Bullion

Definition of 'Bullion'


Gold and silver that is officially recognized as being at least 99.5% pure and is in the form of bars or ingots rather than coins. To create bullion, gold first must be discovered by mining companies and removed from the earth in the form of gold ore, a combination of gold and mineralized rock. The gold is then extracted from the ore with the use of chemicals or extreme heat. The resulting pure bullion is also called "parted bullion." Bullion that contains more than one type of metal is called "unparted bullion."

Investopedia explains 'Bullion'


The price of gold bullion is influenced by demand from companies that use gold to make jewelry and other products, and by perceptions of the overall economy (for example, gold becomes more popular as an investment during times of economic instability).

Central banks and investors who hold gold typically do so in the form of bullion, but it is expensive to store and insure. Bullion is traded in the bullion market, which is primarily an OTC market open 24 hours a day. Trade volume in the bullion market is high, and most transactions are completed electronically or by phone.



comments powered by Disqus
Hot Definitions
  1. Federal Reserve Note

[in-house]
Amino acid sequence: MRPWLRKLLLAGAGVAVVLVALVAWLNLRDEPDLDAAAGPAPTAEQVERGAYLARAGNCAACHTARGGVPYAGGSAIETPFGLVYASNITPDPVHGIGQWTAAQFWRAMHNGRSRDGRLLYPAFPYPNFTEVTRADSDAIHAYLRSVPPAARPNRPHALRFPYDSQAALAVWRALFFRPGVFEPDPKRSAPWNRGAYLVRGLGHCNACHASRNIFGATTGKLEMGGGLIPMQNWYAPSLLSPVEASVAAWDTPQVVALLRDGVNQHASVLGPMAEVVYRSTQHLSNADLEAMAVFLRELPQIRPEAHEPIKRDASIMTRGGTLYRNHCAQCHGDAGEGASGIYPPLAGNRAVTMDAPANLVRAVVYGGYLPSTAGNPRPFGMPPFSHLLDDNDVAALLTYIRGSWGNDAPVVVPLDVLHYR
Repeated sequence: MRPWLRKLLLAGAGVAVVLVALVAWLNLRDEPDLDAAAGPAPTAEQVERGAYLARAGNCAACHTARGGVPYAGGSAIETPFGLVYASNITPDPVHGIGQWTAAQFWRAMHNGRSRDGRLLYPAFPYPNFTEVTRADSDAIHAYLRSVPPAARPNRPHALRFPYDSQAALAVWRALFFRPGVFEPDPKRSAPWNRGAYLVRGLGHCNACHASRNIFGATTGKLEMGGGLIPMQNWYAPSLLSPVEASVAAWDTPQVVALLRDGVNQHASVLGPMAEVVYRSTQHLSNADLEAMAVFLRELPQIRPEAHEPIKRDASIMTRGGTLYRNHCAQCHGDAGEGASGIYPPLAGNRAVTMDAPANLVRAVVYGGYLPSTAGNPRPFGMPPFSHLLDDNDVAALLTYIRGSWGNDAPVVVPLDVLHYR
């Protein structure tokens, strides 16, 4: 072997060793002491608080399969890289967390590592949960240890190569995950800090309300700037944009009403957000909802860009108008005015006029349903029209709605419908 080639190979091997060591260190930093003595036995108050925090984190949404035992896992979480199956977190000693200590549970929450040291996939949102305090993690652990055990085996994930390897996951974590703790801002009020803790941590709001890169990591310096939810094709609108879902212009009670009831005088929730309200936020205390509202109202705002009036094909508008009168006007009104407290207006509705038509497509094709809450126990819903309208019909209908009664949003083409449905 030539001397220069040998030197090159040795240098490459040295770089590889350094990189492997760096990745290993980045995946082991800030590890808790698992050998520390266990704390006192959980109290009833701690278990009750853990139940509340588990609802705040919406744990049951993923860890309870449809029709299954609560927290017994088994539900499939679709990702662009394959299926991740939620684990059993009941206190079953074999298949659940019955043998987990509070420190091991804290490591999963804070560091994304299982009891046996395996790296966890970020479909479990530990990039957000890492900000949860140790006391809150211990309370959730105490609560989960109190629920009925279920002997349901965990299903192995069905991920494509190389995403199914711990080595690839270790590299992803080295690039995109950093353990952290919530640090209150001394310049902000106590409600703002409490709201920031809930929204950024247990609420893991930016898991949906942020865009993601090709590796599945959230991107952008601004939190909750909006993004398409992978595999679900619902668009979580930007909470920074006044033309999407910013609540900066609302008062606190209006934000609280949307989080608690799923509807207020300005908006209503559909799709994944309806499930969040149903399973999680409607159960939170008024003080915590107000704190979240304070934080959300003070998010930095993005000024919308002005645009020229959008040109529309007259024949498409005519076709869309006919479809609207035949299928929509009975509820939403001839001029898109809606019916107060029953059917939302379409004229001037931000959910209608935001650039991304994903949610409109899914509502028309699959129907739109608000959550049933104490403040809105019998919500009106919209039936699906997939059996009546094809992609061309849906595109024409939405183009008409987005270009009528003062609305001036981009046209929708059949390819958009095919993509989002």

The most accurate term used to describe the paper currency (dollar bills) circulated in the United States. These Federal Reserve Notes are printed by the U.S. Treasury at the instruction of the Federal Reserve member banks, who also act as the clearinghouse for local banks that need to increase or reduce their supply of cash on hand.
  2. Benchmark Bond

    A bond that provides a standard against which the performance of other bonds can be measured. Government bonds are almost always used as benchmark bonds. Also referred to as "benchmark issue" or "bellwether issue".
  3. Market Capitalization

    The total dollar market value of all of a company's outstanding shares. Market capitalization is calculated by multiplying a company's shares outstanding by the current market price of one share. The investment community uses this figure to determine a company's size, as opposed to sales or total asset figures.
  4. Oil Reserves

    An estimate of the amount of crude oil located in a particular economic region. Oil reserves must have the potential of being extracted under current technological constraints. For example, if oil pools are located at unattainable depths, they would not be considered part of the nation's reserves.
  5. Joint Venture - JV

    A business arrangement in which two or more parties agree to pool their resources for the purpose of accomplishing a specific task. This task can be a new project or any other business activity. In a joint venture (JV), each of the participants is responsible for profits, losses and costs associated with it.
  6. Aggregate Risk

    The exposure of a bank, financial institution, or any type of major investor to foreign exchange contracts - both spot and forward - from a single counterparty or client. Aggregate risk in forex may also be defined as the total exposure of an entity to changes or fluctuations in currency rates.
Trading Center